AI university president hopeful that Middle East can ‘catch up’

Sir Michael Brady believes generous scholarships and opportunity to create post-oil economy will prove attractive

十月 29, 2019
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Source: Reuters

The president of the world’s first graduate-level university focusing on artificial intelligence has said that its location in the Middle East has the potential to be a “unique” attraction for students.

The Mohamed bin Zayed University of Artificial Intelligence (MBZUAI), in Abu Dhabi, will offer MSc and PhD courses in machine learning, computer vision and natural language processing.

Interim president Sir Michael Brady, emeritus professor of oncological imaging at the University of Oxford, said that the aim was to attract some of the world’s brightest students to the United Arab Emirates, in the hope that they will work in the country after graduation and help it make the transition to a post-oil economy.

Sir Michael told Times Higher Education that there was “very substantial competition” for AI talent around the world and that the best postgraduates were “increasingly discriminating” about where they wanted to study.

However, he argued that the UAE could attract a share of these researchers, even when it was competing against the likes of Silicon Valley, Oxford and Cambridge. Sir Michael highlighted the strength of the research already being conducted in the UAE at the Inception Institute of Artificial Intelligence, and the opportunity to transform one of the world’s largest oil producers.

“Quite a lot of young students, I think, would be attracted by the uniqueness of contributing to the development of something new – the development of an economy which is post-oil,” Sir Michael said. “We all see the interest the kids in the West have in understanding the sustainability of the planet.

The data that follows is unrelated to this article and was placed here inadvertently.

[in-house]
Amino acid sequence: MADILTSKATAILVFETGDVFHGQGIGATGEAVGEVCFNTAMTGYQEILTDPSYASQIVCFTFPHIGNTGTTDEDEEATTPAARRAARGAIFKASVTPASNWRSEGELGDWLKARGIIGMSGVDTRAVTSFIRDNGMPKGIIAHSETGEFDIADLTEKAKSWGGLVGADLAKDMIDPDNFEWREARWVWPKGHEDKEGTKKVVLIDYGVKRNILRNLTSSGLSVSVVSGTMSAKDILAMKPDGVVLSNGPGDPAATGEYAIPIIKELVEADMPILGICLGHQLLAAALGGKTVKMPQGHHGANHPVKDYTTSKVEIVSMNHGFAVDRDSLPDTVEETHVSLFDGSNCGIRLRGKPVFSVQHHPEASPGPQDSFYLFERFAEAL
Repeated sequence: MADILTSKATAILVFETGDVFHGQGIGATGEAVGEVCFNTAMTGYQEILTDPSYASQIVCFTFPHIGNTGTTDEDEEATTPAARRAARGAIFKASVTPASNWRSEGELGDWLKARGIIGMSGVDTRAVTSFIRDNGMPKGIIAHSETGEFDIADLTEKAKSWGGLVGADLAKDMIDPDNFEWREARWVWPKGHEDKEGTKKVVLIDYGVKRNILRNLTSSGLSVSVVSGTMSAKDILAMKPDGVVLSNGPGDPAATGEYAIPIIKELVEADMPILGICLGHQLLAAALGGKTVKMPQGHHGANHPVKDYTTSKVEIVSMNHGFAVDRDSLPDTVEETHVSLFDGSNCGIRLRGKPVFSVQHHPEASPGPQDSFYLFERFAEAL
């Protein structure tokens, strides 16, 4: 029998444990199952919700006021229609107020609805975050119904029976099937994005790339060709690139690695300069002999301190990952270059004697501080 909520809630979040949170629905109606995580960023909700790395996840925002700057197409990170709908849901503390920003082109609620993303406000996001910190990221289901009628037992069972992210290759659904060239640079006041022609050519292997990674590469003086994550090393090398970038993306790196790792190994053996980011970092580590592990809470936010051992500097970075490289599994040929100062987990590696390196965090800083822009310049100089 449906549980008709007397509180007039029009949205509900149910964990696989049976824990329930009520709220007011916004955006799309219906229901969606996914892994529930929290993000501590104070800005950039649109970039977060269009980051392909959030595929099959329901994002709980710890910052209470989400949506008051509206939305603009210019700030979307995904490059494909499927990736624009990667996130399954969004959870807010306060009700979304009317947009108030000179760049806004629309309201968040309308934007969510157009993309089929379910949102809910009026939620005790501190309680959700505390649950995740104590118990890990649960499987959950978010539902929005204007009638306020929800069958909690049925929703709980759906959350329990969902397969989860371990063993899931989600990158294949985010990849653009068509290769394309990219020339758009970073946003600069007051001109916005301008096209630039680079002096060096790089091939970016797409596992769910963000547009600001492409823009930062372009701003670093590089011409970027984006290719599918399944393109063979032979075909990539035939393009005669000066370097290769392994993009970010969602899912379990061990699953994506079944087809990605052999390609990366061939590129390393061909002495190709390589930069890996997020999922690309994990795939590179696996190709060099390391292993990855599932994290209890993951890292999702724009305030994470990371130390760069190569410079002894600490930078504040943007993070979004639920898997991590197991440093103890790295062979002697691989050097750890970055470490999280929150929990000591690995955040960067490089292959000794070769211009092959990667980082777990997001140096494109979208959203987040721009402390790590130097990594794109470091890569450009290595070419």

“I think the combination of the theoretical excitement with the applications is pretty unique.”

The university will welcome its first students to its Masdar City campus in September 2020. Sir Michael said that the aim was to have about 100 students in each year group – amounting to around 400-500 students in total.

A key attraction is likely to be MBZUAI’s pledge to offer all admitted students a full scholarship, plus a monthly allowance, accommodation and health insurance.

Sir Michael said that this reflected the fact that MBZUAI was trying to attract students who would otherwise have gone to well-established hubs in the West or China.

“We’ve got to get into a virtuous cycle of recruiting enough top faculty and students that do great research and great applications, that encourage more great faculty to join and so forth,” he said. “[The UAE has] a lot of catching-up to do and you have got to have incentives to build a brand.”

Sir Michael said that the detention in the UAE last year of Matthew Hedges, a British PhD researcher specialising in Middle Eastern politics, did not give him cause for concern about academic freedom. While MBZUAI would not be examining defence and security issues, Sir Michael said that he had “seen absolutely zero in the way of restrictions or restraints on what is to be studied”.

Sir Michael added that he had been reassured that educating women to work in the UAE was a priority.

“The biggest risk factor to the economic vision [of the UAE] is having sufficient excellent people who are trained not just in AI but in a range of technologies, and have a familiarity with some of the application sectors such as healthcare and financial services,” Sir Michael said.

“Creating 100 bright people a year and retaining as many as possible has got to be the basis for the economic growth which is envisaged and has already begun.”

chris.havergal@timeshighereducation.com

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Didn’t know you could create bright people at uni.

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